Well, we want them to spend targeted money. It is not just about spraying hundreds of billions of dollars and hoping for electoral fortune as a result. We want targeted measures that help Canadians' livelihoods and their lives. That is why that 75% emergency wage subsidy received the unanimous support of all parties in the House.
    However, there are a number of things that this government ought to have done with this budget document that it failed to do. Just like Helen, when we look at what the budget should be focused on compared with what the Liberals did focus on, we are left wondering, my goodness, who will pay for this debt hangover. Certainly it will be Helen's great-grandchildren, which does, of course, give her reason to be concerned.
    The debt has, as referenced by my colleagues, become a bit of a time bomb for this country. We need to hope and pray that we do not end up in a situation with rising interest rates where our debt servicing costs eclipse our ability to be able to transfer more money to the provinces. The Prime Minister has said that he would give more money to the provinces for health care when the health care emergency is over. I am not really sure how we ended up with that as the best case.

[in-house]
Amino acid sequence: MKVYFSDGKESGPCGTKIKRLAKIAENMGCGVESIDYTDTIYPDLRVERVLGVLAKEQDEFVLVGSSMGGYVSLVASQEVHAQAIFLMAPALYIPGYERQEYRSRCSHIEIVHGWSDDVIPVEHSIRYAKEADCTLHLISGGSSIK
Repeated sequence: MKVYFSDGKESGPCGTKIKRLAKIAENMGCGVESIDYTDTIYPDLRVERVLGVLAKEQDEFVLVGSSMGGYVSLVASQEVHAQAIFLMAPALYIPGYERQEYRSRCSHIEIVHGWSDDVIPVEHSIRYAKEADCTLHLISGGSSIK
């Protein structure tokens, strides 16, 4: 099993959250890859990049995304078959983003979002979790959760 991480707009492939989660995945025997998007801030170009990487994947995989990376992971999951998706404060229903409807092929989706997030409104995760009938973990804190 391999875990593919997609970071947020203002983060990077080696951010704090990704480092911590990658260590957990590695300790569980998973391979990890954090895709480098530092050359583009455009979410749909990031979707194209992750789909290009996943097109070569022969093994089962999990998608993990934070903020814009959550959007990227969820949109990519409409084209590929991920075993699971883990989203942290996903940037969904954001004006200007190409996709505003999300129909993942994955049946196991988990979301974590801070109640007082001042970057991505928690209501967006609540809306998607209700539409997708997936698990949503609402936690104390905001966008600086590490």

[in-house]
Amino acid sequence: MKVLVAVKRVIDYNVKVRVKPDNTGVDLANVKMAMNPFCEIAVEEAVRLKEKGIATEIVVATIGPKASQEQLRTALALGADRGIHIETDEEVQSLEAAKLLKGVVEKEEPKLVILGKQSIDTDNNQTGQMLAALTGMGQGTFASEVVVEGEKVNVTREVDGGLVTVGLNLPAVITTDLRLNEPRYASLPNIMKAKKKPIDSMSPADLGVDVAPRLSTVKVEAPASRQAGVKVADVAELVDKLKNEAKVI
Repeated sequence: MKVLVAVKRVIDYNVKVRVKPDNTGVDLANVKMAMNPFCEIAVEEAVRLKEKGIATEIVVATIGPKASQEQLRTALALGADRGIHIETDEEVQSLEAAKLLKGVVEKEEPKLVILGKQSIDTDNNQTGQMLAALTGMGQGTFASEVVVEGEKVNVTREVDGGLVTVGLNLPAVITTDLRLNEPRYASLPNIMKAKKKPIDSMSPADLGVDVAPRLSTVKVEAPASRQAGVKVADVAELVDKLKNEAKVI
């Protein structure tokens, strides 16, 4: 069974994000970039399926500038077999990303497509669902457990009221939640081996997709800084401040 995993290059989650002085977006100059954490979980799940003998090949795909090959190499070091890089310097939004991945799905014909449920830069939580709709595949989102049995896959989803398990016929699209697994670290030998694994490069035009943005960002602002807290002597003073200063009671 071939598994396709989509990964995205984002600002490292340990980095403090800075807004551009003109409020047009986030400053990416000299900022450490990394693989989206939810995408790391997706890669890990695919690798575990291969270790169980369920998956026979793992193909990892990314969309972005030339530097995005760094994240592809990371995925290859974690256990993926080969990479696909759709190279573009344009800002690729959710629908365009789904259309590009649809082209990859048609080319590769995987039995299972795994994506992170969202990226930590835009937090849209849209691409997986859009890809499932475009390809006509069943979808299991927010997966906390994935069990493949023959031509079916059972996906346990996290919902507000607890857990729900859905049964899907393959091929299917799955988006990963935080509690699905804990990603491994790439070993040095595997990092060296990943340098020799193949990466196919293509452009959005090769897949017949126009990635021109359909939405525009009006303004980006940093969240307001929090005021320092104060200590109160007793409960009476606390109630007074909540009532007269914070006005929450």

Right now, Canadians are looking for targeted measures, such as for the tourism sector. We were looking forward to the government wanting to climb down into local jurisdictions, helping with chambers of commerce that are seeking rapid tests for its businesses that are employing people in the community. While we find ourselves in this third wave of lockdowns, this third wave of the pandemic, we expected something more than an election document and a lifetime of debt from this government.


    We look forward to continuing to review it, but I have as many questions for the members opposite as I am sure they have for me.
    Madam Speaker, I listened carefully to the member's remarks on the budget and I wondered where there would be criticism, but he never had any, other than the debt, which is a necessary investment so there is an economic future for Helen's grandchildren.
     The budget is all about that. It is about the future for Helen's grandchildren and all grandchildren across the country. It carries on some of the spending we had to do to take care of the health concerns of Canadians and to get in more vaccines ahead of the time for which had been originally planned. The problem with vaccines is not that they are not here; it is distribution in certain areas that will not get them out and into arms.